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Bexar County Commissioners Extend Virus Testing In Schools, Hire Stimulus Consultant

Artist rendering of planned Precinct 4 Office next to Randolph Air Force Base
Bexar County
Artist rendering of planned Precinct 4 Office next to Randolph Air Force Base

Bexar County Commissioners on Tuesday approved funding to continue COVID-19 testing at businesses and schools and to hire an outside consulting firm to help manage incoming stimulus dollars.

The court approved $2 million for Community Labs to continue testing for the virus until the end of the school year. Chairman Graham Weston told commissioners testing into the next school year is especially important since federal approval has yet to be given on using vaccines on children below high school ages.

"We would love to keep the lab open and continue to do testing until its no longer needed," he said. "None of us want to waste money if it's not necessary, but this is a serious thing that could get out of control like a wildfire."

Local school leaders told commissioners the testing has bolstered the confidence of staff and students to increase in-class participation. Some area districts told commissioners 40% of their student bodies are now in class.

Commissioners also approved $250,000 dollars to hire consulting firm Guidehouse for 90 days to help manage $388 million in federal stimulus soon on its way to help the area recover from the pandemic.

In other action, the court approved a resolution to oppose passage by the Texas Legislature of Senate Bill 7.

County Commissioner Tommy Calvert said the bill's passage would end many of the benefits put into place for voters during the pandemic.

"This Senate Bill 7 would limit extended early voting hours, prohibit drive through voting, make it illegal for local election officials to proactively send out applications of vote by mail to voters even if they qualify," Calvert said.

County Judge Nelson Wolff said he does not "get it" when it comes to why the GOP-controlled Texas Legislature would want to put into place such voting restrictions. He said they won all the major statewide offices in recent elections.

Commissioner Trish DeBerry sparred with Sheriff Javier Salazar over a proposed rescue and recovery boat at the meeting. DeBerry said the sheriff did not properly brief commissioners in advance, and other commissioners agreed.

DeBerry also said it does not look good for money to be spent on a "shiny toy" for the Sherriff's department in light of overtime staffing costs at the jail.

The county spent $10 million on jail overtime last year, and it has started into the millions again this year. Salazar told commissioners the $20,000 for the boat would come from a donation from the nonprofit sheriff's department foundation and would end his department's reliance on other agencies during searches and rescues.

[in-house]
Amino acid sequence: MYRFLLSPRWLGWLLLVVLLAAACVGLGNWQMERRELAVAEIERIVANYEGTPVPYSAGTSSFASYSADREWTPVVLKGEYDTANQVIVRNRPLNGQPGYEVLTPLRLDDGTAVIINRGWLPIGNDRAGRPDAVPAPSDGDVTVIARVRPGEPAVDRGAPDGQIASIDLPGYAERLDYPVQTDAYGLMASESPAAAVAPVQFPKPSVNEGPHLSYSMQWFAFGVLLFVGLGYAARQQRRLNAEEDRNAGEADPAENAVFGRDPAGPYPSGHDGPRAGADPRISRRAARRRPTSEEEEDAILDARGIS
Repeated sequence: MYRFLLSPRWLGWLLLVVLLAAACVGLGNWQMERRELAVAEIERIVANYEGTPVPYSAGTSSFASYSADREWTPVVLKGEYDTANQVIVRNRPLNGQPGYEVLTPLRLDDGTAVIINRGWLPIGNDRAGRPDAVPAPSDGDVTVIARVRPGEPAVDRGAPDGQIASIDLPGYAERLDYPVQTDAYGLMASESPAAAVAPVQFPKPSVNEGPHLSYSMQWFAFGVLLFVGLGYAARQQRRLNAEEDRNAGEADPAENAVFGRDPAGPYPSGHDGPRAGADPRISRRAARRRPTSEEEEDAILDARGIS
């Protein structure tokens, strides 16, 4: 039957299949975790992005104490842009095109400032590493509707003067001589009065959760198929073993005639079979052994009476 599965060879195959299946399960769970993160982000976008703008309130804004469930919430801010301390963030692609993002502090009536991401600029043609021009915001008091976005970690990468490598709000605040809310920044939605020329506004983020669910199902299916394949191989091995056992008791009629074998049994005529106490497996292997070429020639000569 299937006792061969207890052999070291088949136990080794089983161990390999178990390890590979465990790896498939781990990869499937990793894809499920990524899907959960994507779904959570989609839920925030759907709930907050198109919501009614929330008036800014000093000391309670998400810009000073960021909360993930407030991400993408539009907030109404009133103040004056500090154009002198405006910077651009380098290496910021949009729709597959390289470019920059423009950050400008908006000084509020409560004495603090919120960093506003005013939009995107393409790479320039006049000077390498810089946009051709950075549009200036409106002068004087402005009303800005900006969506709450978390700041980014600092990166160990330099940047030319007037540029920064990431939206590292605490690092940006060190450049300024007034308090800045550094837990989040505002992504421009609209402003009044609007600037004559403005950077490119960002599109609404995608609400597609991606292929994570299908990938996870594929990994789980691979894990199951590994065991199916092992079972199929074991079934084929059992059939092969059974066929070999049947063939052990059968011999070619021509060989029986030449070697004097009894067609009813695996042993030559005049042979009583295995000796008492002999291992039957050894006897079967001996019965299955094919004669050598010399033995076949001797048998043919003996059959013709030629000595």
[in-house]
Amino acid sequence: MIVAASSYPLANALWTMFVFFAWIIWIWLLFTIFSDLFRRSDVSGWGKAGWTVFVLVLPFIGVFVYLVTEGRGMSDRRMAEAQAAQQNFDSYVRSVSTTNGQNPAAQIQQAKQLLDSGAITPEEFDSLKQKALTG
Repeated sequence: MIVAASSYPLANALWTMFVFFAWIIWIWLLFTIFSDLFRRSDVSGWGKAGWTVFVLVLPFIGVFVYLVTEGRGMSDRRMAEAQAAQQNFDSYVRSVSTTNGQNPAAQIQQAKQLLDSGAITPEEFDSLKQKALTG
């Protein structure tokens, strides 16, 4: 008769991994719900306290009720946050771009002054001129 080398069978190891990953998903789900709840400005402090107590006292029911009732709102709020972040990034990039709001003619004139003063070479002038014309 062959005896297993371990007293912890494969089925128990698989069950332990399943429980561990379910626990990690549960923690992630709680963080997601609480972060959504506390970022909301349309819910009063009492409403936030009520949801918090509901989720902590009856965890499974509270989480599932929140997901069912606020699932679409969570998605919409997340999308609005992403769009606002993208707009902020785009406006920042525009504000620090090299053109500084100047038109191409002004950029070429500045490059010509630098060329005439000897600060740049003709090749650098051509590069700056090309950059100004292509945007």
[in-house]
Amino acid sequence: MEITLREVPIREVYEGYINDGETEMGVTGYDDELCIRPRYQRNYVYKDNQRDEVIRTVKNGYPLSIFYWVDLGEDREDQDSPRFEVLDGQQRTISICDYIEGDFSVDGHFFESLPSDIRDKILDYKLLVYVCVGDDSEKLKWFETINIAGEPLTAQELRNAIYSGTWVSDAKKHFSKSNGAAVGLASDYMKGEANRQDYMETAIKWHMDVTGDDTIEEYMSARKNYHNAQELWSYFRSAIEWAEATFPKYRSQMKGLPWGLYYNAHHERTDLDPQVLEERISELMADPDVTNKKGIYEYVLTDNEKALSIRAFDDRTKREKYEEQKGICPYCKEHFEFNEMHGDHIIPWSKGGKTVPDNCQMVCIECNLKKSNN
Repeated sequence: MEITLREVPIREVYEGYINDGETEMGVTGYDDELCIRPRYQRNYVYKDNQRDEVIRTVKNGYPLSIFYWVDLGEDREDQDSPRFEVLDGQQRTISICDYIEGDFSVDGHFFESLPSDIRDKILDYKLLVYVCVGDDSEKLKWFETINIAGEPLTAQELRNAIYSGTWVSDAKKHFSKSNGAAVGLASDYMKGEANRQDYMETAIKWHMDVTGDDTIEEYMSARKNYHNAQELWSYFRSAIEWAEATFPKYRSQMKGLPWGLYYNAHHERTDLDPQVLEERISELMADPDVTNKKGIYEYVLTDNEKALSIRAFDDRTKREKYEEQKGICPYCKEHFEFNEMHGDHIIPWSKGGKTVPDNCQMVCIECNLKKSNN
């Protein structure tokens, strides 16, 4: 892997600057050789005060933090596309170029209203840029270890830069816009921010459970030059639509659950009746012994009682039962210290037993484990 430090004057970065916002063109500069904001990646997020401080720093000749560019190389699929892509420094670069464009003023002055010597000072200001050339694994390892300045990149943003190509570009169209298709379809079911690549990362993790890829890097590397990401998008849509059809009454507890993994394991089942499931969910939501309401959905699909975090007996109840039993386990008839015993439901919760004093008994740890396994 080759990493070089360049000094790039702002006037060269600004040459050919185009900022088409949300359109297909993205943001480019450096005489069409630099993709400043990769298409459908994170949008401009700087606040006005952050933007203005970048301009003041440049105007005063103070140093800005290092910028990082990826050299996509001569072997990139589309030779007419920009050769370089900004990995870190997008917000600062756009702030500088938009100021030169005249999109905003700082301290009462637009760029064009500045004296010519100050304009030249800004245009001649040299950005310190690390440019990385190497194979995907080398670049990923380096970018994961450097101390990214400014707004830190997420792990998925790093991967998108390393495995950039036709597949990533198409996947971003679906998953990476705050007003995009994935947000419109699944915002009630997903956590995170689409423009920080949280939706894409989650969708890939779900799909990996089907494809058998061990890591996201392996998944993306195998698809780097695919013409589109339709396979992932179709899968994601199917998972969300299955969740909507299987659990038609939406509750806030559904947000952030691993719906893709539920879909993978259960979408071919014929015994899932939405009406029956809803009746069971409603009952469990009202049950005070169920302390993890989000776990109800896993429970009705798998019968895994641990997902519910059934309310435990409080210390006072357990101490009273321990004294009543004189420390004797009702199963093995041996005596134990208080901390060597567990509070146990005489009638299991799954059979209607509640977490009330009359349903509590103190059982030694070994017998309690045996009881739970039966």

Salazar also said the boat would help spot submerged stolen vehicles. He said one vehicle stayed in a pond for months, which poses environmental issues.

The sheriff told commissioners he felt the comments were an attack on him. But DeBerry said the situation was not an excuse to attack him and suggested the sheriff better communicate with commissioners.

Commissioners directed the sheriff to provide them with more details about the operation, maintenance and liabilities surrounding the proposed boat before another vote in a couple of weeks.
In other action, commissioners:

  • Approved plans to proceed with the design and construction of a new Precinct 4 office to be located next to Randolph Air Force Base.

  • Okayed the expenditure of $200,000 to reopen the Candlewood Clubhouse of the Boys and Girls Club at Candlewood Elementary School. After school and summer programs will be offered at the clubhouse.
  • Passed a $50,000 innovation grant to grow operations by Culver City, California-based SafeRide Inc. The company provides a technology platform to connect non-emergency patients with a place to live and transportation while undergoing care. The company has plans for the Burns Building at 106 Jefferson Street. The company would receive the grant once 60 jobs, each paying $50,000 or more, are created and filled. SafeRide plans a $500,000 local investment. Austin, Salt Lake City, and Denver were also competing for the company's expansion plans, according to county staff.
  • Voted to honor late County Court at Law Number Four Judge Sarah Garrahan -Moulder, who sat on the bench for 30-years and helped successfully prosecute Charles Harrelson for the 1979 assassination of Federal Judge John H. Wood Jr. Commissioners approved a portrait of the judge to hang in her former courtroom and the planting of a tree in her memory. The judge died on March 26 at age 84.

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